No organisation escapes the round table meetings! It could be with a venture capital, with partners, with suppliers or even with employees. And what’s more, many of these meetings can be deals that are sealed for life. And hence, utmost care needs to be taken by the founders to prepare for such meetings. We bring to you seven negotiation tips that will help you with the deal making process.
Too many cooks spoil the broth
Startups are characterised with a small team of energizer bunnies where everyone is doing everything. However, I do not recommend this approach when the startup is say raising capital, courting a partner for any of its services, signing a lease or hiring top talent. The introduction of a single point of contact (SPOC) has several advantages. It shows that the there is strong leadership, trust, a quick pace of decision making and no division in the ranks. To balance interests internally, the organisation can have several checks and balances to make sure the SPOC does not over commit or bind the ranks in a manner not in line with the organizational goal.
Good cop – bad cop roles
Founders should watch out for the suave financier or the deal bringer entity. These people lend money and strike deals for a living. They are bound to be charming, polite and smooth. They will remain the good cops until the lawyers show up with the final understanding in print, this will serve to get ultimate interests confirmed and often the deal maker passes on the bad cop role to the lawyers. What the bad cops give you in writing could be very different from what you thought the deal was about. It would be a good practice and rule for the startup promoter to follow simple rules such as follow up every conversation with an email clearly stating as to what the understanding or discussion involved and invite his confirmation to your email. Be wary as to what the deal is about, why you want it, how badly you want it and in a disciplined manner rule out emotion from decision making.
Don’t play games
Have you often heard the saying that one has won the battle but not the war? Be very straightforward in your approach as to what you want from a deal. To work multiple angles such as emotion, projecting unnatural growth, linking several possibilities to show a jump start for your company and so on could give confusing messages to your deal partner. Usually good deal makers pick two or three main reasons for wanting to do a deal and if any of those crucial factors go beyond their control such as price or market they are willing to drop the deal and walk away very peacefully. To keep the deal partner engaged and interested, be clear with your objectives and how you plan to achieve them.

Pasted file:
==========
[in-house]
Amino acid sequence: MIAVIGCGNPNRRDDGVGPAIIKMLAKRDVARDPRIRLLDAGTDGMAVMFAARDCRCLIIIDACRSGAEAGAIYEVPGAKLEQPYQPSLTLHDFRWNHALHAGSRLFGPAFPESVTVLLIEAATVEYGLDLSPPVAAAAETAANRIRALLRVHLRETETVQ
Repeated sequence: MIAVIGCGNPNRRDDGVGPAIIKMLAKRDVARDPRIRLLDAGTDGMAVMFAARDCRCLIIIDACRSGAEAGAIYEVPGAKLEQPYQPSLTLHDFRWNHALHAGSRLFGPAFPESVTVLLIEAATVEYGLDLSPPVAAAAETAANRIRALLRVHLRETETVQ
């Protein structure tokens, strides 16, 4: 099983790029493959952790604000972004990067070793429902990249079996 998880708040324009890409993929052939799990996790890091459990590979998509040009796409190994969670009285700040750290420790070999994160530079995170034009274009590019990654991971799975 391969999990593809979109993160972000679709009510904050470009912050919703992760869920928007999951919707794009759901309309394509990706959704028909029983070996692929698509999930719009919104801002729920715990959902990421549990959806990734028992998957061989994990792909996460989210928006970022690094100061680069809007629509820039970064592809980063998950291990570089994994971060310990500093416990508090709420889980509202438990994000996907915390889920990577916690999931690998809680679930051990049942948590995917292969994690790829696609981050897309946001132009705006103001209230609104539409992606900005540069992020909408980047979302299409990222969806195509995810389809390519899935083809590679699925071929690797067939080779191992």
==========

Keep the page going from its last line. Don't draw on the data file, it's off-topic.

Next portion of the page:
All wheelers and dealers love the thrill of the challenge within the framework of practicality and organisational goals. The idea that a piece of the company’s stock is being sought after by two other deal partners will urge them to continue to talk to you. This time frame of engagement gets crucial when the founder can continue to engage and disengage, hike and drop his demands, push and pull till a semblance of equilibrium is achieved. One rule though, back everything by facts, don’t over or under promise because the deal, in some cases, maybe for life.
The traditional view subscribes to the fact that lawyers are people to be approached only if you have to go to court to defend or oppose a stance. I know this marketing is good for my clan; however, the presence of an attorney to consummate a deal can have several advantages. He/she could help you organise thoughts, think strategy serve as a buffer for competing interests and help with documentation in a very professional manner so the understanding is clear and interests are duly represented. The fact that they would have done this a dozen times more than the founder will add some value at the deal table. Also, once all the talking and the beer handshakes are over, to translate everything into legal documents enforceable in court of law is the real challenge. Do not ignore or compromise on this one.
Don’t get emotional, this is not your real baby
Founders must for their own sake, believe on incorporation, that the company is no longer their own. Classic old legal jurisprudence will tell us that members of a company may come and go but a company goes on forever. The deals that the founder tries to bring for the company must be judged on one ground alone – for the company. Parental protectiveness is always high in a startup company and investors love that passion as well but don’t get too emotional so much so that personal traits come in the way of deal making. Separate self from what is good for the company and ignore personality clashes.
All startup entrepreneurs despite juggling several balls must always be prepared when you enter a negotiation. Without diligence on the other deal partner, simply stating facts that are of your concern alone is a sure way to loose a negotiation. Great listening skills mean an empathetic negotiator. Use the opportunity to hear what the other partner is thinking, how their corporate sense dictates them to work and sometimes a misfit can be judged at the early stage, even before people at the table talk numbers. Further, ultimatums usually don’t work in negotiations and as long as you have a sound reason, you can shoot for the stars. Most importantly, if a deal hinges on certain ethical principles that you would otherwise not compromise on, do not do it. After this deal, it will be business as usual with other fish in the sea.